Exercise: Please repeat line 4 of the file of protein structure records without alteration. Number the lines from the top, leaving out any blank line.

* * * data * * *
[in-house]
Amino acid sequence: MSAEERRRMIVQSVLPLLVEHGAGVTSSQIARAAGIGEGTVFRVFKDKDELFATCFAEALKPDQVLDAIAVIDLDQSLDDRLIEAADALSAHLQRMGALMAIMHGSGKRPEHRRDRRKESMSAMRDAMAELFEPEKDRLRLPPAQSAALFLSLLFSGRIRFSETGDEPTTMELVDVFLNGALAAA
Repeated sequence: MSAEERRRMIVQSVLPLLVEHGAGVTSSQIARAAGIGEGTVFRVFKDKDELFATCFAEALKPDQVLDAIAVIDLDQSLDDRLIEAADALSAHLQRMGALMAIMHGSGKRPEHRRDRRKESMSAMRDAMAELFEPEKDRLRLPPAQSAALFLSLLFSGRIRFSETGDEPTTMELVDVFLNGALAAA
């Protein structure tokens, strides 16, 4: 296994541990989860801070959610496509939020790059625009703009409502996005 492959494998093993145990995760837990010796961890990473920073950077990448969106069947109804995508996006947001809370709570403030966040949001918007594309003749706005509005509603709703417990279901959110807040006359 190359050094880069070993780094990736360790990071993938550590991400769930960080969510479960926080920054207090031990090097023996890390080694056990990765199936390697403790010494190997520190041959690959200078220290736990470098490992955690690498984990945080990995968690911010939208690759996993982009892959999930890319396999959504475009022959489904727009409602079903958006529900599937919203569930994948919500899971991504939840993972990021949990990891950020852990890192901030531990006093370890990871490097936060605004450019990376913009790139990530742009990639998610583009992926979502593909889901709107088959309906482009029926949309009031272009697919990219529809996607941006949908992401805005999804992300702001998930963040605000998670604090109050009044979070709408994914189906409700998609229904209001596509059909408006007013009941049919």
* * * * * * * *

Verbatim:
């Protein structure tokens, strides 16, 4: 296994541990989860801070959610496509939020790059625009703009409502996005 492959494998093993145990995760837990010796961890990473920073950077990448969106069947109804995508996006947001809370709570403030966040949001918007594309003749706005509005509603709703417990279901959110807040006359 190359050094880069070993780094990736360790990071993938550590991400769930960080969510479960926080920054207090031990090097023996890390080694056990990765199936390697403790010494190997520190041959690959200078220290736990470098490992955690690498984990945080990995968690911010939208690759996993982009892959999930890319396999959504475009022959489904727009409602079903958006529900599937919203569930994948919500899971991504939840993972990021949990990891950020852990890192901030531990006093370890990871490097936060605004450019990376913009790139990530742009990639998610583009992926979502593909889901709107088959309906482009029926949309009031272009697919990219529809996607941006949908992401805005999804992300702001998930963040605000998670604090109050009044979070709408994914189906409700998609229904209001596509059909408006007013009941049919």